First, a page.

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Millions are spent but no boost to attainment

Extensive curriculum reform in primaries over the past seven years, costing millions of pounds, has failed to push up pupils' attainment, according to most teachers and half the headteachers surveyed by researchers.

A continuing Scottish Office-funded study of the 5-14 programme, carried out by the Scottish Council for Research in Education, confirms earlier evidence that teachers are unconvinced about improvements to pupils' attainment.

Heather Malcolm and Ursula Schlapp, writing in 5-14 in the primary school: a continuing challenge, say teachers are reluctant to link advances with the reforms, although there are many pluses in terms of a better planned curriculum, offering improved continuity and progression. Teachers are divided over the contribution of the programme to children's learning.

The researchers point out: "Only half the headteachers and even fewer teachers felt that they had evidence that 5-14 was improving pupils' attainment. The perception was reported after the first four years of the evaluation and it is interesting to note that there has been little change in the two years following."

Many teachers in the 200 schools surveyed failed to comment on the effects on attainment. They believed they did not have enough evidence. Others said they could not make comparisons with past achievements.

Most heads agreed the programme has helped broaden the curriculum but this has been at the expense of time on mathematics and language. Three-quarters of heads and teachers also agreed there is better balanced teaching but a significant minority (25 per cent) said they were unhappy spending less time on the basics.

A clear majority of staff said continuity within the primary has improved, yet only around half the heads and a third of teachers felt there was better continuity with secondaries. "There is evidence of some bitterness from primary school teachers, working on 5-14 related issues within their liaison groups, who feel they are investing effort which is disregarded by secondary staff, " according to the researchers.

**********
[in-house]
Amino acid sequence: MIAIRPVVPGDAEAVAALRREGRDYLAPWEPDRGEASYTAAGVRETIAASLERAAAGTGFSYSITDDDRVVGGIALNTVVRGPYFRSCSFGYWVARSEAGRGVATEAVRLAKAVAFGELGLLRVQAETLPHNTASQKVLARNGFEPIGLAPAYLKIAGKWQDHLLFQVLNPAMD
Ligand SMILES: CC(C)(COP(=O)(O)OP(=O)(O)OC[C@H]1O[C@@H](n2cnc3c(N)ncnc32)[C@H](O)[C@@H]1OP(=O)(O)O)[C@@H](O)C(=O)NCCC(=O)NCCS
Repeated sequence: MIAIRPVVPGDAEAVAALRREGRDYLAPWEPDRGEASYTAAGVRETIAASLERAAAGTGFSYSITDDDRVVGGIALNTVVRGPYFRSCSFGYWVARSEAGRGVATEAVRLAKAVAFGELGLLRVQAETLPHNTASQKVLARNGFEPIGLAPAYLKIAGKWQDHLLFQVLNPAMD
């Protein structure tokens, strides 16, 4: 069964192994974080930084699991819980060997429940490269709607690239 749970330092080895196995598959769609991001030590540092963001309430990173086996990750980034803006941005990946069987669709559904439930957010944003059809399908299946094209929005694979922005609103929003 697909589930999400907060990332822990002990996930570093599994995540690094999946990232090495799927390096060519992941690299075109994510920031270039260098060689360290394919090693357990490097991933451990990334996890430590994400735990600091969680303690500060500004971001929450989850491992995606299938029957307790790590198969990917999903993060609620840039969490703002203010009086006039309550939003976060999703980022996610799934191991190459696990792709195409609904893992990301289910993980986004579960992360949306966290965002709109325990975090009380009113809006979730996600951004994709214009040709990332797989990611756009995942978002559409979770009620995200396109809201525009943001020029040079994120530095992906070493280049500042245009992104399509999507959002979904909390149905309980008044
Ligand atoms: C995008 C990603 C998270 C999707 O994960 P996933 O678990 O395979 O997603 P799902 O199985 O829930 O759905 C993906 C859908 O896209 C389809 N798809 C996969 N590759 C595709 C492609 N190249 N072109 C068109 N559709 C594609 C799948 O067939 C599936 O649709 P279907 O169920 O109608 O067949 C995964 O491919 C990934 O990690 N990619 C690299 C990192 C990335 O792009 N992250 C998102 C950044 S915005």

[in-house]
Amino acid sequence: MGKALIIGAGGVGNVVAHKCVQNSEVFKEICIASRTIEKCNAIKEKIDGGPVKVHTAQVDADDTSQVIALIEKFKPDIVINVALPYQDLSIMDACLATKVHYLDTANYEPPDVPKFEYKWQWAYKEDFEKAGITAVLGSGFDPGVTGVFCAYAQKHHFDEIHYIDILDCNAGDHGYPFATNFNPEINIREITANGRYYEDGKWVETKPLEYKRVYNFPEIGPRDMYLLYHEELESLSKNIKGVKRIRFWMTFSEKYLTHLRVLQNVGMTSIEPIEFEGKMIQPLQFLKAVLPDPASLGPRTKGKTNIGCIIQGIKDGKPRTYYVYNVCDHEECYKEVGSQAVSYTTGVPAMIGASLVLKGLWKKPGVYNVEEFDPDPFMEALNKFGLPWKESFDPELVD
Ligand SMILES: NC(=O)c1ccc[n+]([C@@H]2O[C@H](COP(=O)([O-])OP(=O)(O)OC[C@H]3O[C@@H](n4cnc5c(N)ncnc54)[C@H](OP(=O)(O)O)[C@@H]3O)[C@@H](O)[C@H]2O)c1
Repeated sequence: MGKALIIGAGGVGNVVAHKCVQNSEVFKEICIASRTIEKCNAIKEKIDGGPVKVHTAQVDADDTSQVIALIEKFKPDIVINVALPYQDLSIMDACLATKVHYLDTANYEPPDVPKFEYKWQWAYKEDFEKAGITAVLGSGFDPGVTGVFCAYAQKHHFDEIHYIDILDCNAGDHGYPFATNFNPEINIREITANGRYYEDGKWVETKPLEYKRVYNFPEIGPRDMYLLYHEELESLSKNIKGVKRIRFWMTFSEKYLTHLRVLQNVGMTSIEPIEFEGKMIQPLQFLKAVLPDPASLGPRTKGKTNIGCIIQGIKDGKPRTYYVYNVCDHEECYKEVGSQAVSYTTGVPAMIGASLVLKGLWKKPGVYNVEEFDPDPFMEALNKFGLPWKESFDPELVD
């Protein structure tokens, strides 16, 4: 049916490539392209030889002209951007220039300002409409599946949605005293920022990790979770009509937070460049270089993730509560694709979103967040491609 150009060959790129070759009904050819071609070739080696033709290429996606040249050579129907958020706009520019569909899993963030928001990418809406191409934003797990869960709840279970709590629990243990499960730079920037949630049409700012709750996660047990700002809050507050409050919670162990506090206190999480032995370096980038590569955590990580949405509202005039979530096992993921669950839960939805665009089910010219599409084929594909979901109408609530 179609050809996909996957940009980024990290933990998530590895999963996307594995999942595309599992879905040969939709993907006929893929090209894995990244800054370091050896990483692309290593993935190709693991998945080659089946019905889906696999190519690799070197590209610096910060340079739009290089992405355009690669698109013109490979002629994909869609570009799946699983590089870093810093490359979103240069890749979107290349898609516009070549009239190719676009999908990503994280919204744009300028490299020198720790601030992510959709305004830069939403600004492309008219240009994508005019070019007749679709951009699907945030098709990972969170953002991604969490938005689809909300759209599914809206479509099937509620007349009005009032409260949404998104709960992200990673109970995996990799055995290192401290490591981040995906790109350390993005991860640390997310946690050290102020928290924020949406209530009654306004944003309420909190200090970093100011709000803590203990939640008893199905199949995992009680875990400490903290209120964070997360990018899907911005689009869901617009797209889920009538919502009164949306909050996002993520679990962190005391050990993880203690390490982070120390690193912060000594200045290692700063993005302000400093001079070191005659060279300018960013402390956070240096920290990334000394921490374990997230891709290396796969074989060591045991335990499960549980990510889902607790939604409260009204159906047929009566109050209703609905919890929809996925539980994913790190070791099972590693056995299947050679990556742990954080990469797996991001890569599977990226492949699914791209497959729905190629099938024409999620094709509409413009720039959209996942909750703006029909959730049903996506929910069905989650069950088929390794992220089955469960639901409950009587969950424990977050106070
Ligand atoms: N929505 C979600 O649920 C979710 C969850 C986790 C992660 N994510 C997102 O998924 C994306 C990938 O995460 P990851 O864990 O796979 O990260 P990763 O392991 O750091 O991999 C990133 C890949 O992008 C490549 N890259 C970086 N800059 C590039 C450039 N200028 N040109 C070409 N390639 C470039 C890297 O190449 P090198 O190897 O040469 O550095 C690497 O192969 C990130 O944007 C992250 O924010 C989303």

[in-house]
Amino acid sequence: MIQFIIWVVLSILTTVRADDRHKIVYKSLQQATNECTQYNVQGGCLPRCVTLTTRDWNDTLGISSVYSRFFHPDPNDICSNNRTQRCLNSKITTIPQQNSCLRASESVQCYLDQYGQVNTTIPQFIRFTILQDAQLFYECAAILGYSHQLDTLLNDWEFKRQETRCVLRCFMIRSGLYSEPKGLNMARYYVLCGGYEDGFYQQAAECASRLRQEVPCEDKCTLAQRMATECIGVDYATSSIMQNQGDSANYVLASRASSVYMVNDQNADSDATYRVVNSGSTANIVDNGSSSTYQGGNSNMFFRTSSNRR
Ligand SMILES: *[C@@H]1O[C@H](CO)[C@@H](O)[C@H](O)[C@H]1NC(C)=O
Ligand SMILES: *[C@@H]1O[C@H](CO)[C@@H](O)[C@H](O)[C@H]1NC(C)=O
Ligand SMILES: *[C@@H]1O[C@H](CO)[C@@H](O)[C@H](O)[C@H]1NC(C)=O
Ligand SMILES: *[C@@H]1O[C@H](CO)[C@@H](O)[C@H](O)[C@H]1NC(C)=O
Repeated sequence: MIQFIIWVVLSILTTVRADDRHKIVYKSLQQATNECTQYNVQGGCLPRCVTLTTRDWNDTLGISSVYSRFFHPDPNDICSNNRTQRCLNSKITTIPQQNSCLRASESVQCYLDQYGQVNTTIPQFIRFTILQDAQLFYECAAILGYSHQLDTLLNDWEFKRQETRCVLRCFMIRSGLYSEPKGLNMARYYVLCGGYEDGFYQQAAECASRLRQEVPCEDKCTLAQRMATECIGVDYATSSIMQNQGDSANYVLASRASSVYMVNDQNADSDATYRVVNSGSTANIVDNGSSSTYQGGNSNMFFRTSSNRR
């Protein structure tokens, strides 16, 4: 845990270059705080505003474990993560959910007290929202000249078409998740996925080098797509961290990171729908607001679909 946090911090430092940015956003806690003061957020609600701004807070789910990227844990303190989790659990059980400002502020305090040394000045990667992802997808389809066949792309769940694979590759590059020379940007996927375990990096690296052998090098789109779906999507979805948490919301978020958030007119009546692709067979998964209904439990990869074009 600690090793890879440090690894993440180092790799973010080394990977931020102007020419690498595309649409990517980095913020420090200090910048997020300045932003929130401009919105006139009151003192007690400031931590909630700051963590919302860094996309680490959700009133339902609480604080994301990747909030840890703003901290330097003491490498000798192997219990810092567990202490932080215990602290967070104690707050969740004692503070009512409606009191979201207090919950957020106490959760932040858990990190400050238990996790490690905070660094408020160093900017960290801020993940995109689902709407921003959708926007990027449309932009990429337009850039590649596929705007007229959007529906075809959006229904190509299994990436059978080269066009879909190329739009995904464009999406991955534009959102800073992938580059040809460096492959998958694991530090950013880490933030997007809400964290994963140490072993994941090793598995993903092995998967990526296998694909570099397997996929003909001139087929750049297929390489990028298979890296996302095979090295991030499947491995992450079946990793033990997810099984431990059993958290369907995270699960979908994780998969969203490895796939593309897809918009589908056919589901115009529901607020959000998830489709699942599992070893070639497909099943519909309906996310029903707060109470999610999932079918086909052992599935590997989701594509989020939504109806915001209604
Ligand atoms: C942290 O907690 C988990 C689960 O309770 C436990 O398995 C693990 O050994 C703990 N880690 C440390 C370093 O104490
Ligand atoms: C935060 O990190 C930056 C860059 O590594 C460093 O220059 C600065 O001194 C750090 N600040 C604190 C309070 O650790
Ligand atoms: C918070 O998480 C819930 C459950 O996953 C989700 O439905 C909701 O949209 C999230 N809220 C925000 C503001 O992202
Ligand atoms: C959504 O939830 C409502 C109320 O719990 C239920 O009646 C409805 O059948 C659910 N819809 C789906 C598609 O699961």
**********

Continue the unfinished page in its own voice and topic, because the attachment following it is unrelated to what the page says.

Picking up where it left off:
The programme was introduced in 1991 and began by focusing on English language and mathematics. Ministers want it to be fully implemented by summer 1999 but the study reports many schools will fail to introduce all aspects by that date.

The latest SCRE survey, carried out between March 1995 and March 1997, found most schools had developed at least one curriculum area beyond maths and English and that most felt the assessment guidelines had a strong influence on their practice. Teachers' confidence had increased.

Despite repeated assertions from the unions about workload, the researchers say there is little evidence that staff were finding it difficult to cope with the "cumulative demands" as the programme developed. Teachers' worries were eased as they became more familiar with the guidelines. Support from Government documentation and education authorities helped, along with school-based in-service and work in planned activity time.